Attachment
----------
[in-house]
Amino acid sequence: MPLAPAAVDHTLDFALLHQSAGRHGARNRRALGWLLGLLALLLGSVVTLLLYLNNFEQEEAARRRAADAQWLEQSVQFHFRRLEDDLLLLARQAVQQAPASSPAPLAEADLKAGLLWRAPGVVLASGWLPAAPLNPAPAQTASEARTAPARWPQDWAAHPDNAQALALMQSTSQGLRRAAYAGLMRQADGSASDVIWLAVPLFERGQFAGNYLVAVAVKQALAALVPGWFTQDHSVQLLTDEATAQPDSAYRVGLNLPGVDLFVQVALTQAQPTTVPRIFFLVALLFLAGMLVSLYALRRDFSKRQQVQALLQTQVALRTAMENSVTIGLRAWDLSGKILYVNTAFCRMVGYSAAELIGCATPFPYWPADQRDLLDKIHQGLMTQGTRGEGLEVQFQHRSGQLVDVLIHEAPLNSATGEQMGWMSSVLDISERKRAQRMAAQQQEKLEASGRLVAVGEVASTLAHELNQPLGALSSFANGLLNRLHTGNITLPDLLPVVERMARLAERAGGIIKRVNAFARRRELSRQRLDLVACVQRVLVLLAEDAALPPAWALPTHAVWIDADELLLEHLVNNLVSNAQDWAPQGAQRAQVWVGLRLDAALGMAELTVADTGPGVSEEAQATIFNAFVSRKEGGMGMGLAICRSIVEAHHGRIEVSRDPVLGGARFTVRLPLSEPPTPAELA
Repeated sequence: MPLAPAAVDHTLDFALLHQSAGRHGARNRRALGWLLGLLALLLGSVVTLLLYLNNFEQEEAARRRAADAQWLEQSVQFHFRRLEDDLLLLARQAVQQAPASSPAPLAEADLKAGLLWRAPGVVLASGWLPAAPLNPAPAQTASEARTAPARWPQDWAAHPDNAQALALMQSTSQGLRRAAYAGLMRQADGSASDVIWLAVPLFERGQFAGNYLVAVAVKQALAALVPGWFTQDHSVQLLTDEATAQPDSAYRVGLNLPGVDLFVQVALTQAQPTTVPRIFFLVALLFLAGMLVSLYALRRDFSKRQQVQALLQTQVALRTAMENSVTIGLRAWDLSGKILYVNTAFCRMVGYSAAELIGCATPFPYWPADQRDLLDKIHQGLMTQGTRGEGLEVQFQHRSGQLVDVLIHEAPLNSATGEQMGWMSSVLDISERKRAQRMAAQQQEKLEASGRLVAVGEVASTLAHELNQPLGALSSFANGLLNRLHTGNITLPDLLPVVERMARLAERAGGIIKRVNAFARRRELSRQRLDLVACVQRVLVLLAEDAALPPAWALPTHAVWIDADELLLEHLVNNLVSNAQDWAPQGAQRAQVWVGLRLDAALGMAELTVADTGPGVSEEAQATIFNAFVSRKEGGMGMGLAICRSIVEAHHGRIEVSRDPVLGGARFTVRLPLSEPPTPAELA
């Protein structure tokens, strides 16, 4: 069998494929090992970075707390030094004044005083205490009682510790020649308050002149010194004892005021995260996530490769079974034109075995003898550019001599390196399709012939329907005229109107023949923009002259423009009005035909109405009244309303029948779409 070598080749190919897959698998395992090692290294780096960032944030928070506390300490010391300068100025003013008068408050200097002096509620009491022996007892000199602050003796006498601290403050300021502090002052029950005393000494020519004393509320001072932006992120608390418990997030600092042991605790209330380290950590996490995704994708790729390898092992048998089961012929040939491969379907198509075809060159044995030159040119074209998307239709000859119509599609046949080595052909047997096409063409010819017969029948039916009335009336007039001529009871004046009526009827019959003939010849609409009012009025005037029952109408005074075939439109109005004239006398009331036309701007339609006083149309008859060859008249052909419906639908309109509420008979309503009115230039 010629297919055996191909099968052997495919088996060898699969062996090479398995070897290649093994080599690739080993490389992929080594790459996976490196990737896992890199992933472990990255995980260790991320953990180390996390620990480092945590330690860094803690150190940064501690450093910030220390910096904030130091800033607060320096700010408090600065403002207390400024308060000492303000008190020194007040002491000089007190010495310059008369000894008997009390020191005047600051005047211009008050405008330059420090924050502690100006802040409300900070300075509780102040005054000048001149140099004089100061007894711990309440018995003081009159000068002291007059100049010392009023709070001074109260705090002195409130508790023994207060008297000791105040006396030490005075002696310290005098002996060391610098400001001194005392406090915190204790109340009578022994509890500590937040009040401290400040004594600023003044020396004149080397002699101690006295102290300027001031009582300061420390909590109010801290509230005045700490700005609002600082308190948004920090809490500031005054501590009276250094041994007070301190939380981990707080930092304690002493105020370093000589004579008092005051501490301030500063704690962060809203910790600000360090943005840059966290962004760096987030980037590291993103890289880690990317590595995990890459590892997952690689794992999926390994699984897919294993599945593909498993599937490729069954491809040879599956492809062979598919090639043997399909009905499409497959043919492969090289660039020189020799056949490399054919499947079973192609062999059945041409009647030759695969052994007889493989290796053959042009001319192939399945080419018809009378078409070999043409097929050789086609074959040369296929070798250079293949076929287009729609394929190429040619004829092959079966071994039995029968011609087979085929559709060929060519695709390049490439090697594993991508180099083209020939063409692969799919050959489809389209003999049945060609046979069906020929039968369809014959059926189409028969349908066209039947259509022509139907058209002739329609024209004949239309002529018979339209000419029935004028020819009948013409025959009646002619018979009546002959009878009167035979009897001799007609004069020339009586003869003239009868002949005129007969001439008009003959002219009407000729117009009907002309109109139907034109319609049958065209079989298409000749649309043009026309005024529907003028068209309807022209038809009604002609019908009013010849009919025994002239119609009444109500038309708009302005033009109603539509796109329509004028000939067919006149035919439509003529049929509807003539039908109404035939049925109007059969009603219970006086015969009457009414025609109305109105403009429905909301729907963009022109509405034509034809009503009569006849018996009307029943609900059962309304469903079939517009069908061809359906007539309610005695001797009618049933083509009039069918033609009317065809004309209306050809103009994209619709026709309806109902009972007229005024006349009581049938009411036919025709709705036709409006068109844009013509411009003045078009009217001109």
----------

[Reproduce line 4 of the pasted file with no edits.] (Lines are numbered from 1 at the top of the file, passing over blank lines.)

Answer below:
């Protein structure tokens, strides 16, 4: 069998494929090992970075707390030094004044005083205490009682510790020649308050002149010194004892005021995260996530490769079974034109075995003898550019001599390196399709012939329907005229109107023949923009002259423009009005035909109405009244309303029948779409 070598080749190919897959698998395992090692290294780096960032944030928070506390300490010391300068100025003013008068408050200097002096509620009491022996007892000199602050003796006498601290403050300021502090002052029950005393000494020519004393509320001072932006992120608390418990997030600092042991605790209330380290950590996490995704994708790729390898092992048998089961012929040939491969379907198509075809060159044995030159040119074209998307239709000859119509599609046949080595052909047997096409063409010819017969029948039916009335009336007039001529009871004046009526009827019959003939010849609409009012009025005037029952109408005074075939439109109005004239006398009331036309701007339609006083149309008859060859008249052909419906639908309109509420008979309503009115230039 010629297919055996191909099968052997495919088996060898699969062996090479398995070897290649093994080599690739080993490389992929080594790459996976490196990737896992890199992933472990990255995980260790991320953990180390996390620990480092945590330690860094803690150190940064501690450093910030220390910096904030130091800033607060320096700010408090600065403002207390400024308060000492303000008190020194007040002491000089007190010495310059008369000894008997009390020191005047600051005047211009008050405008330059420090924050502690100006802040409300900070300075509780102040005054000048001149140099004089100061007894711990309440018995003081009159000068002291007059100049010392009023709070001074109260705090002195409130508790023994207060008297000791105040006396030490005075002696310290005098002996060391610098400001001194005392406090915190204790109340009578022994509890500590937040009040401290400040004594600023003044020396004149080397002699101690006295102290300027001031009582300061420390909590109010801290509230005045700490700005609002600082308190948004920090809490500031005054501590009276250094041994007070301190939380981990707080930092304690002493105020370093000589004579008092005051501490301030500063704690962060809203910790600000360090943005840059966290962004760096987030980037590291993103890289880690990317590595995990890459590892997952690689794992999926390994699984897919294993599945593909498993599937490729069954491809040879599956492809062979598919090639043997399909009905499409497959043919492969090289660039020189020799056949490399054919499947079973192609062999059945041409009647030759695969052994007889493989290796053959042009001319192939399945080419018809009378078409070999043409097929050789086609074959040369296929070798250079293949076929287009729609394929190429040619004829092959079966071994039995029968011609087979085929559709060929060519695709390049490439090697594993991508180099083209020939063409692969799919050959489809389209003999049945060609046979069906020929039968369809014959059926189409028969349908066209039947259509022509139907058209002739329609024209004949239309002529018979339209000419029935004028020819009948013409025959009646002619018979009546002959009878009167035979009897001799007609004069020339009586003869003239009868002949005129007969001439008009003959002219009407000729117009009907002309109109139907034109319609049958065209079989298409000749649309043009026309005024529907003028068209309807022209038809009604002609019908009013010849009919025994002239119609009444109500038309708009302005033009109603539509796109329509004028000939067919006149035919439509003529049929509807003539039908109404035939049925109007059969009603219970006086015969009457009414025609109305109105403009429905909301729907963009022109509405034509034809009503009569006849018996009307029943609900059962309304469903079939517009069908061809359906007539309610005695001797009618049933083509009039069918033609009317065809004309209306050809103009994209619709026709309806109902009972007229005024006349009581049938009411036919025709709705036709409006068109844009013509411009003045078009009217001109």